This season's snowfall — combined with heavy rain we've seen in recent days — has increased the risk of landslides in parts of the Lower Mainland.
"These are pretty well perfect conditions for a variety of landslide types," said Brent Ward, professor of Earth Sciences at SFU.
"When we have this much snow on the ground and a fairly significant rainstorm causing a lot of rain and then melting the snow, we can get very saturated conditions, which can trigger debris flow as well as rock flows and rock slides."
Ward said areas to monitor are places near mountain fronts, such as the Sea to Sky highway and Highway 1 near Hope. They are places that could see rock slides or debris flow.
"I was pretty sure we were going to get some landslides with this storm event, but I think the rainfall totals have been a little bit lower than they initially predicted."
While an Environment Canada rainfall warning has ended in Metro Vancouver, there is still rain in the forecast for the coming days.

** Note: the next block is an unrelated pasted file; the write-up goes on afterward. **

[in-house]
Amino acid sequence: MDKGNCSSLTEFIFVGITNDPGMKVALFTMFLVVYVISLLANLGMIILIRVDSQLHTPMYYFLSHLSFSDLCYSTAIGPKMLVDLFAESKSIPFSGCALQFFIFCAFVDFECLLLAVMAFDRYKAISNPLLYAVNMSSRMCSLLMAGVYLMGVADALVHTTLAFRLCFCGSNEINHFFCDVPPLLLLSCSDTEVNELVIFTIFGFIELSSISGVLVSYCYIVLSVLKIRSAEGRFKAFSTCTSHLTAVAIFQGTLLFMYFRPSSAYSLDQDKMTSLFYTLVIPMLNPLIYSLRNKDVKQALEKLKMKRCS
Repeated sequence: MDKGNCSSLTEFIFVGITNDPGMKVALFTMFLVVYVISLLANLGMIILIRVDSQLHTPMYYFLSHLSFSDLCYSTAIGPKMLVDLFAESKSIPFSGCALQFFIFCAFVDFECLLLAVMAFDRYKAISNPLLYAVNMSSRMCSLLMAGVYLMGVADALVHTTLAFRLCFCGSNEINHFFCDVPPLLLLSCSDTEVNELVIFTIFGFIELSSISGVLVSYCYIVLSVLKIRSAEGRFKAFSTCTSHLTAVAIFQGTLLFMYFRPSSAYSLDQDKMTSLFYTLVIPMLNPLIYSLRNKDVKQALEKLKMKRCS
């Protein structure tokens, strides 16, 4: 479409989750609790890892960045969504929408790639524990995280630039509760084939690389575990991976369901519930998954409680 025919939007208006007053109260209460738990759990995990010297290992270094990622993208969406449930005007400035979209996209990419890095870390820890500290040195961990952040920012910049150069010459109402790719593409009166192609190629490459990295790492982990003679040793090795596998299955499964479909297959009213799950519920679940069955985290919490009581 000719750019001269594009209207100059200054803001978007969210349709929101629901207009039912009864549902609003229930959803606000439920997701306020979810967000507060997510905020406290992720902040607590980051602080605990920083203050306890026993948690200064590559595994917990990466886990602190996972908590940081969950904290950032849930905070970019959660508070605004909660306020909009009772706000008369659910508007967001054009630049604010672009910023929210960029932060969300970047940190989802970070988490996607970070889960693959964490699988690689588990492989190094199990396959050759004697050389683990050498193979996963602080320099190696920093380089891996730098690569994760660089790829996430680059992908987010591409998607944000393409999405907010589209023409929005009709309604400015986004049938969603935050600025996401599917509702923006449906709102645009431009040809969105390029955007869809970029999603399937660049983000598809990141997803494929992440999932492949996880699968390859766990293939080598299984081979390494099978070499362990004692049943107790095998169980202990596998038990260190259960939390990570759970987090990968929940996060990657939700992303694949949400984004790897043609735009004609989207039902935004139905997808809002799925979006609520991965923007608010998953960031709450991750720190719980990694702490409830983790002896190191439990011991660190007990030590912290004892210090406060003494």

Erik Eberhardt, director of Geological Engineering at UBC, said one of the key triggers for a landslide is water in the ground.
"The concern at the present is that we have a double hit: we had stored water in the form of snow and as that melts that's going to be a release of water. And then we have precipitation on top of that," said Eberhardt.
While there isn't a dedicated body that actively monitors vulnerable areas, he said there are warning signs that people can look for.
"What we try to do is educate people in terms of what signs they would be looking for that might show that the ground might be unstable or moving," said Eberhardt.
"That would be things such as cracks opening up in streets or in pavement or in their yards, trees that are tilting along paths that they might be going for a walk along."
Eberhardt said people should be more alert than normal at this time, especially if they're in vulnerable areas and if there's a known hazard that could impact their property.